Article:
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1st Major Structure on Miracle Mile Wins Status as Cultural Monument

December 09, 1987|PENELOPE McMILLAN | Times Staff Writer

A landmark Art Deco building that was the first major structure built on Wilshire Boulevard's Miracle Mile was designated a cultural historic monument Tuesday by the Los Angeles City Council.

The unanimous vote to grant monument status to Wilshire Tower, at 5514 Wilshire Blvd., came on the heels of an unusual agreement reached between homeowners who were trying to save the 58-year-old, block-long structure between Dunsmuir and Burnside avenues, and its owner, who wanted to tear it down.

Under the agreement, engineered by Councilman John Ferraro, who represents the area, the building, with its nine-story tower, curved corners and Egyptian-inspired carvings, will remain standing. But zoning changes will allow owner Moussa Shaaya to construct 150 residential units and an art gallery in the parking lot behind the building.

The accord ends a dispute that began in September, when homeowners learned that Shaaya had obtained a demolition permit. They joined the Los Angeles Conservancy, which works to save historically important buildings, in seeking city landmark status for the building. The Cultural Heritage Commission then voted to recommend designation, and the matter was referred for a City Council vote.

City monument designation, which ordinarily provides up to a one-year moratorium on demolition of a landmark building, in this case reinforces a compromise already reached between opposing groups.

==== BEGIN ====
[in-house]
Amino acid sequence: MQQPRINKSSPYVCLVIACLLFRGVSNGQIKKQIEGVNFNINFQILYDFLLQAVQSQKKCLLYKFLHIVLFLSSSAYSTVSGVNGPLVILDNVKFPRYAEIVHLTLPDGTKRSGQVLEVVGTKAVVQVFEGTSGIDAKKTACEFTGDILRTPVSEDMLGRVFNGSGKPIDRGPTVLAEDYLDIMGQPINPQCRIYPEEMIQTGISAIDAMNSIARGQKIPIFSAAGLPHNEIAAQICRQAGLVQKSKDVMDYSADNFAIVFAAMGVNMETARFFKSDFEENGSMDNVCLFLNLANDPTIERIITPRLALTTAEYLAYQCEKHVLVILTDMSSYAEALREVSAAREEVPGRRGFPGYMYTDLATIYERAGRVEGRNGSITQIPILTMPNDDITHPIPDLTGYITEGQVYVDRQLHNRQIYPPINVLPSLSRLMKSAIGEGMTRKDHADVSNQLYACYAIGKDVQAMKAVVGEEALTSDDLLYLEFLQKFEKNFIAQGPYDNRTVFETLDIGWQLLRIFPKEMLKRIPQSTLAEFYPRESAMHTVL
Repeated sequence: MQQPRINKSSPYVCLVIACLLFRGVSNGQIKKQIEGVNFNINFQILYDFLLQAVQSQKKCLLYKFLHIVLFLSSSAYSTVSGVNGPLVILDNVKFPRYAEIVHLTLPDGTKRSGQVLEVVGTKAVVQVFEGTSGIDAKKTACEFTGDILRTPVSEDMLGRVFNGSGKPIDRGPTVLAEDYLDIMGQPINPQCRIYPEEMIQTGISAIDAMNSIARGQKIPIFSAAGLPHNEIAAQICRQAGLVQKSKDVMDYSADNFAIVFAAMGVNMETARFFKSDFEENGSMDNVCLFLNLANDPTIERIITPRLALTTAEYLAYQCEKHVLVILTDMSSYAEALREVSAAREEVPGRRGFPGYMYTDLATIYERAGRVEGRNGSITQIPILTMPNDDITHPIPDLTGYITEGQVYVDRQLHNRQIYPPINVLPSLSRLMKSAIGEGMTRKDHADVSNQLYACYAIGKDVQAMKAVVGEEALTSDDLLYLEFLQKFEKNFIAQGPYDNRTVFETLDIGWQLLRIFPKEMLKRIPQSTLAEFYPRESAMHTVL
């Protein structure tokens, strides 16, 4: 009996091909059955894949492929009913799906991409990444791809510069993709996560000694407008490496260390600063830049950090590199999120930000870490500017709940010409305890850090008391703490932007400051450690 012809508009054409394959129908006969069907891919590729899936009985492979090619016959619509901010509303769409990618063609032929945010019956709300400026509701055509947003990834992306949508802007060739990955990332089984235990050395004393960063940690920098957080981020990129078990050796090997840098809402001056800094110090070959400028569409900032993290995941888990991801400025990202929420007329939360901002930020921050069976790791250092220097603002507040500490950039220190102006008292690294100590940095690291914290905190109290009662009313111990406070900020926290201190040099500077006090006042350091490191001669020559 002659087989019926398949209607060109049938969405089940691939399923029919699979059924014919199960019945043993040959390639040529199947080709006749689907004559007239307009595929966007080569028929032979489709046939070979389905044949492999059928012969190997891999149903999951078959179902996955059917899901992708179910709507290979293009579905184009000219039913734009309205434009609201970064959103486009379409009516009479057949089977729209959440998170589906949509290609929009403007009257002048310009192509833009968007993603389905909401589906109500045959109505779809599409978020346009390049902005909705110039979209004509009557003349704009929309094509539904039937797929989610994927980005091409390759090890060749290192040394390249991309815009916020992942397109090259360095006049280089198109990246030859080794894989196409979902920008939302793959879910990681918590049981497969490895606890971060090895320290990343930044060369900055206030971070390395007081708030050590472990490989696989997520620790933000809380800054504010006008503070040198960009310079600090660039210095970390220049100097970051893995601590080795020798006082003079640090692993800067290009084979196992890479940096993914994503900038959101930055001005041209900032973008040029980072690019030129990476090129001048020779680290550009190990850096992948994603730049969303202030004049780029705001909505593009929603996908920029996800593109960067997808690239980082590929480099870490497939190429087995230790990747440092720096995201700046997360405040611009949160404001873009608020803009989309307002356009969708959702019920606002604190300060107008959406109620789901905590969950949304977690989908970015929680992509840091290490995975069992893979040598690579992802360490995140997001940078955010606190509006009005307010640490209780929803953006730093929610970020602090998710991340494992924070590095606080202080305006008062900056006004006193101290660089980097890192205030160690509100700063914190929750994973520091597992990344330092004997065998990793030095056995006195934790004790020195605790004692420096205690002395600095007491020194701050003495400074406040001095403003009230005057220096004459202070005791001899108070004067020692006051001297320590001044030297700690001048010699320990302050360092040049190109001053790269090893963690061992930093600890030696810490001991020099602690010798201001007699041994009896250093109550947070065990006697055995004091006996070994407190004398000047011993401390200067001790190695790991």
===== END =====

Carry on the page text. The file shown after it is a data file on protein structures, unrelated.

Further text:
"It's a creative solution," said Jay Oren, architect for the Cultural Affairs Department, "and fairly unique. The owner was lucky enough to have vacant space there. Open space was its (Wilshire Tower's) savior."

Ferraro's office, according to aides, began looking for a common ground when Shaaya sought his support to demolish the building and the homeowners asked him to help save it. Shaaya maintained that his building was an economic white elephant, while other areas of Wilshire Boulevard were being redeveloped and revitalized.

Homeowners said it was the largest and most important of the 19 Art Deco buildings on the Miracle Mile, between La Brea and Fairfax avenues, and the key to their efforts to place the buildings on the National Register of Historic Places.

"I like to preserve these buildings, but it's got to be economically feasible," Ferraro said. "As we see revitalization of that area, this example shows we can blend new buildings with preservation of the old, and I trust this will set a trend for other sites in that community."

"It was a very good compromise," Ken Spiker, a consultant, said in behalf of Shaaya, who could not be reached.

"We will both end up getting what we need and we want," said Nancy Michali, a board member of the Miracle Mile Residential Assn.

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